Jimmie Johnson — A broken water pump and power steering issues sent him to pit road and he lost several laps for repairs. That left Johnson with a 30th-place finish, dropping him out of a playoff spot.

Johnson is 17 points behind Clint Bowyer for the last playoff position with six races left in the regular season.

“Certainly a letdown to say the least,” Johnson told NBCSN.

“Certainly the wrong time of year to have some bad luck. It looked like the guys I’m worried about in the points didn’t have the best of days either. Maybe I got a pass on this one. Just disappointed to say the least.”

Clint Bowyer: A crash on a restart impacted his day and left him with a 20th-place finish that dropped him from 14th in the points to 16th, the final playoff spot.

Bowyer has finished 20th or worse in four of the last six races.

Kyle Larson: Two crashes in the final 85 laps left him with a 33rd-place finish for his second finish of 20th or worse in the last three races. Larson remains 13th in the standings and is 31 points ahead of Johnson.

Erik JonesHe had contact with Ricky Stenhouse Jr. on the track and Alex Bowman on pit road. He also had a pit road speeding penalty and thought he was going to be penalized another time on pit road. Through all of that, he managed to finish third for the second week in a row and solidified his spot after entering the day in the last playoff spot.

Jones is 14th in the standings, 28 points ahead of Johnson.

What Drivers Said at New Hampshire

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Kevin Harvick — Winner:  “We’ve run well enough a few times this year to win, and we’ve just made mistakes, and to finally battle and get over that hump is a great day for everybody at Stewart‑Haas Racing, everybody on the 4 car. I was really questionable about how that was going to go, and the thing took right off. The only thing that was not good for us was we got the traffic and my car started pushing. I knew (Denny Hamlin) was going to take a shot. I would have taken a shot. I just stood on the brakes and tried to keep it straight. I just didn’t want to get him back on the inside and let him have another shot. I at least wanted to be in control of who was going to have contact in (Turns) 3 and 4. It was a heck of a finish, closer than we wanted, but like you said, it was our only chance. I would have never done it, but that’s why he’s on the box and not me.”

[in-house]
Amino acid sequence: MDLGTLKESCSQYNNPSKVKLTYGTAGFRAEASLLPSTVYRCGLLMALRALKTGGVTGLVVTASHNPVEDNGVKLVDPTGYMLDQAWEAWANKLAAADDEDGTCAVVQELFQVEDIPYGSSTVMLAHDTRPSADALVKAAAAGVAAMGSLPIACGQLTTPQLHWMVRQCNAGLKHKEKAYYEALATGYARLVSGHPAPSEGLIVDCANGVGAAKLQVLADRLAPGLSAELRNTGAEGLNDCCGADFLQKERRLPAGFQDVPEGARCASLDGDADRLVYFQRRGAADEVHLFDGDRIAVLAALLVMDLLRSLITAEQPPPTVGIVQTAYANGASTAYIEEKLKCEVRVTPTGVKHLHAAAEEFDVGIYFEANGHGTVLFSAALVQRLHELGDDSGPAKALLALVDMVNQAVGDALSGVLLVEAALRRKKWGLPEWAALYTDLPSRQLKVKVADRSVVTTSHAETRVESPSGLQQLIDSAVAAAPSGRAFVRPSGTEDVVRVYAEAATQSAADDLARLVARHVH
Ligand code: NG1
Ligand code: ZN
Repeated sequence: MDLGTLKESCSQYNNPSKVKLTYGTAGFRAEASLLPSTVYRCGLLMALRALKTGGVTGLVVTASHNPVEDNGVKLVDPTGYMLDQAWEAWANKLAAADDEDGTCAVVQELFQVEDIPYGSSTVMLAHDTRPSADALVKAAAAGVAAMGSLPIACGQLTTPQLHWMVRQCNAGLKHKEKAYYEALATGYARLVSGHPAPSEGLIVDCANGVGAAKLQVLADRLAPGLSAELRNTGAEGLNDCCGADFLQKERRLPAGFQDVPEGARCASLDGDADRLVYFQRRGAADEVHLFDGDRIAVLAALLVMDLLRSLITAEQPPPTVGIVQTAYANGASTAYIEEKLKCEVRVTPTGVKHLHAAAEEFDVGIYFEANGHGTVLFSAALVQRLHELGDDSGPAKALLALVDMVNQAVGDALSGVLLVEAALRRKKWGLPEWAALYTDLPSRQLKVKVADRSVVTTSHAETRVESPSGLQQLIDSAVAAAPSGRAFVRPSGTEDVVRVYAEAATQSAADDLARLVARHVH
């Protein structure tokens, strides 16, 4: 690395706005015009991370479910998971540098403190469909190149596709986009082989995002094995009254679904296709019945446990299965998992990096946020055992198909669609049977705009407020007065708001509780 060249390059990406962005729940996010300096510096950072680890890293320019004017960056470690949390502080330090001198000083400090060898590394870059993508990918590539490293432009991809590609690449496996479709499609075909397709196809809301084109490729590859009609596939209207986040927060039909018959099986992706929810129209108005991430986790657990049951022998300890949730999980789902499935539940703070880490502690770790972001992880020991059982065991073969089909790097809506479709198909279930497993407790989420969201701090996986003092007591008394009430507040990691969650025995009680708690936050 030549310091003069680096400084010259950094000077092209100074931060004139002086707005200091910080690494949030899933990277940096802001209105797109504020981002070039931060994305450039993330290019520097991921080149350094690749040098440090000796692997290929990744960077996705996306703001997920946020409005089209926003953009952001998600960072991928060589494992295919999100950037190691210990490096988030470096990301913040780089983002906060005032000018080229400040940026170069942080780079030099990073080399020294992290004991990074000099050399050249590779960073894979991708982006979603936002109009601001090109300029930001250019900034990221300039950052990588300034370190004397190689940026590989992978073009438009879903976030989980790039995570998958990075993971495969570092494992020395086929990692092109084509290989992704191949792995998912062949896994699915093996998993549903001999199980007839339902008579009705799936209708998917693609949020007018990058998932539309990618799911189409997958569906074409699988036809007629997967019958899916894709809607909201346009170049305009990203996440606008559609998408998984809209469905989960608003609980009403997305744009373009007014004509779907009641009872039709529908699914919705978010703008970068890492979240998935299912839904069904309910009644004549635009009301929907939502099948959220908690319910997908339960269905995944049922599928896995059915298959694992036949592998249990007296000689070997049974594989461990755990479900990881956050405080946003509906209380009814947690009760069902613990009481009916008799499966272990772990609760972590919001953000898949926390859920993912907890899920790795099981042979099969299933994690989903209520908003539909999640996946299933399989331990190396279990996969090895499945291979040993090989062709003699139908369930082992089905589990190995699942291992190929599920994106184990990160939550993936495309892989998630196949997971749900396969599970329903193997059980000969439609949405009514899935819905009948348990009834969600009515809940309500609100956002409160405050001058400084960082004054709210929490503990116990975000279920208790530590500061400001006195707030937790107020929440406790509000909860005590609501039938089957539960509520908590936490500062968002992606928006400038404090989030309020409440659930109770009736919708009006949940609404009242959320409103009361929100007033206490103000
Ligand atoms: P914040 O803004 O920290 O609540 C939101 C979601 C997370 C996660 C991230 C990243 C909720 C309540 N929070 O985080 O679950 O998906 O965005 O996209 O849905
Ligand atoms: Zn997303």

Denny Hamlin — Finished 2nd: “I kind of shoved (Harvick) up a little higher and tried to get him out of the groove. I wanted to just tap him there, but I didn’t want to completely screw him. I at least wanted to give him a fair shot there. Down the backstretch, I kind of let off, and I’m like, all right, well, I’ll just pass him on the outside and kind of do this thing the right way, and once I had that big run, he just turned right. But I would do the same thing. It was a fun race, and congratulations to him and his team. They made a great call there at the end.”